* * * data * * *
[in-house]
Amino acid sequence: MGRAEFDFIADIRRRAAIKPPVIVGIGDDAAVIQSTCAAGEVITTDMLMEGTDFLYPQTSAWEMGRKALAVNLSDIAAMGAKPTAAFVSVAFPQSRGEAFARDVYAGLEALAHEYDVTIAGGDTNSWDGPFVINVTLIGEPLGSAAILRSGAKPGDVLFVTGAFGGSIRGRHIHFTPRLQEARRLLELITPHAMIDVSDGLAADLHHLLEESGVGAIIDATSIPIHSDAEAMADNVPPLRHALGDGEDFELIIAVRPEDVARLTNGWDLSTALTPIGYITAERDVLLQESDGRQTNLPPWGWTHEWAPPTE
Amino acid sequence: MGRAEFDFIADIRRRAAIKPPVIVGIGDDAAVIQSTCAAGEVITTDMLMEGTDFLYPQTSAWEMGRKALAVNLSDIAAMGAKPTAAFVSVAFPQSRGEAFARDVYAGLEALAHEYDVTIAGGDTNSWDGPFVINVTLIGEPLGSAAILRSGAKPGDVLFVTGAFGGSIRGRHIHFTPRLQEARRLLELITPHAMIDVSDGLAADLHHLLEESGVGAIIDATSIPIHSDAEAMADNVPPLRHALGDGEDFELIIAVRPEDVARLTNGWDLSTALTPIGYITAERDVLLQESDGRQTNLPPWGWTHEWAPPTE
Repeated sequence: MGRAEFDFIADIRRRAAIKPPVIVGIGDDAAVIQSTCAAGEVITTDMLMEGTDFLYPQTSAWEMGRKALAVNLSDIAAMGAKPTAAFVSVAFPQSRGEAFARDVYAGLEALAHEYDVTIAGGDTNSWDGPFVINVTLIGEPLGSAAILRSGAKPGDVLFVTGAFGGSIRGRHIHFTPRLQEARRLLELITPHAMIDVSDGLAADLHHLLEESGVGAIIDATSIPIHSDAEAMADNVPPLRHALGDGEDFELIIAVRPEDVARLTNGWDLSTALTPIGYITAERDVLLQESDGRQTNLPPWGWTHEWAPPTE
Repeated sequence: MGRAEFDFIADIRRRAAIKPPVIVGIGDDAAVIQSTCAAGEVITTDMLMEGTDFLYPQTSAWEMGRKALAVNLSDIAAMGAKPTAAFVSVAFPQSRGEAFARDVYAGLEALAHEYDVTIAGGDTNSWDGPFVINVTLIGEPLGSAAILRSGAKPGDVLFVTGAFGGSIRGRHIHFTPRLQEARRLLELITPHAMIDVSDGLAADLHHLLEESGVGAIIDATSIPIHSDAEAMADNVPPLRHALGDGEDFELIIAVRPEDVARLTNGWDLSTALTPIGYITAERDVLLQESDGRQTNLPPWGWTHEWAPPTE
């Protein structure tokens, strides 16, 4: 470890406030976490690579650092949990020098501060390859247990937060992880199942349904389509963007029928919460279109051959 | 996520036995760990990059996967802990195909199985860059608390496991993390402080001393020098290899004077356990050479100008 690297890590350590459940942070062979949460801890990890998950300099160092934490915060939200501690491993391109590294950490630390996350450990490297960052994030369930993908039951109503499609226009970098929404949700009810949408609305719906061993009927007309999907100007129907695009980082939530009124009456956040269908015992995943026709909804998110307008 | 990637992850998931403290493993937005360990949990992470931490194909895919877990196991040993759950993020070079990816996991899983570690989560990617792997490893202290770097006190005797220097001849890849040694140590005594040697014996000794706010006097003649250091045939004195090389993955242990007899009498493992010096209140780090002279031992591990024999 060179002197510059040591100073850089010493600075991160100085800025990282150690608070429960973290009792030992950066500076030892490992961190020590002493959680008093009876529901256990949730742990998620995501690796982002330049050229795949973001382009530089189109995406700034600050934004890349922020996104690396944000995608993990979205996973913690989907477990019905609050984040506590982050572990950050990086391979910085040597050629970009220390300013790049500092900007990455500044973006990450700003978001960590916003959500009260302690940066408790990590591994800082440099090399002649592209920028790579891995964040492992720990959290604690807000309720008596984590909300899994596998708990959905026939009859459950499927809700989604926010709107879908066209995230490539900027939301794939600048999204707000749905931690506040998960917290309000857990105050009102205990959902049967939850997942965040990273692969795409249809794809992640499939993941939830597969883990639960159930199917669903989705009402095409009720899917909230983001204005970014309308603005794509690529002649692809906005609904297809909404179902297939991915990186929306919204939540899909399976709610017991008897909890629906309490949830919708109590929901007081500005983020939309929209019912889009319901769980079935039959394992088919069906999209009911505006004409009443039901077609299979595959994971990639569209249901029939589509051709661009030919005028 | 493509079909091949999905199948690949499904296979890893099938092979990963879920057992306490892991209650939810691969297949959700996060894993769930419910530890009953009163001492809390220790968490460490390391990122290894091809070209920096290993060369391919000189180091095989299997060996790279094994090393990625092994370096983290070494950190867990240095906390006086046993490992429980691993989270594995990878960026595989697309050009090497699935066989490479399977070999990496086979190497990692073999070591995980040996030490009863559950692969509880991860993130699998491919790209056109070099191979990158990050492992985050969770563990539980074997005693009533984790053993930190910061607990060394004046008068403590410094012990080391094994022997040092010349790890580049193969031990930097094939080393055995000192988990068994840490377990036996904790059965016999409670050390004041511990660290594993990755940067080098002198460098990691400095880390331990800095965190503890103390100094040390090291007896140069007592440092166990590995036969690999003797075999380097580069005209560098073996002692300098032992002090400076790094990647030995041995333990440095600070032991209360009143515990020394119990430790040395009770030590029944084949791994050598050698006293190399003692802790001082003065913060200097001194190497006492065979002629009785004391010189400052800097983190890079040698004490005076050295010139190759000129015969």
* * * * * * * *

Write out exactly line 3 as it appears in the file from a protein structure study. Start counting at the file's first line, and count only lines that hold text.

Amino acid sequence: MGRAEFDFIADIRRRAAIKPPVIVGIGDDAAVIQSTCAAGEVITTDMLMEGTDFLYPQTSAWEMGRKALAVNLSDIAAMGAKPTAAFVSVAFPQSRGEAFARDVYAGLEALAHEYDVTIAGGDTNSWDGPFVINVTLIGEPLGSAAILRSGAKPGDVLFVTGAFGGSIRGRHIHFTPRLQEARRLLELITPHAMIDVSDGLAADLHHLLEESGVGAIIDATSIPIHSDAEAMADNVPPLRHALGDGEDFELIIAVRPEDVARLTNGWDLSTALTPIGYITAERDVLLQESDGRQTNLPPWGWTHEWAPPTE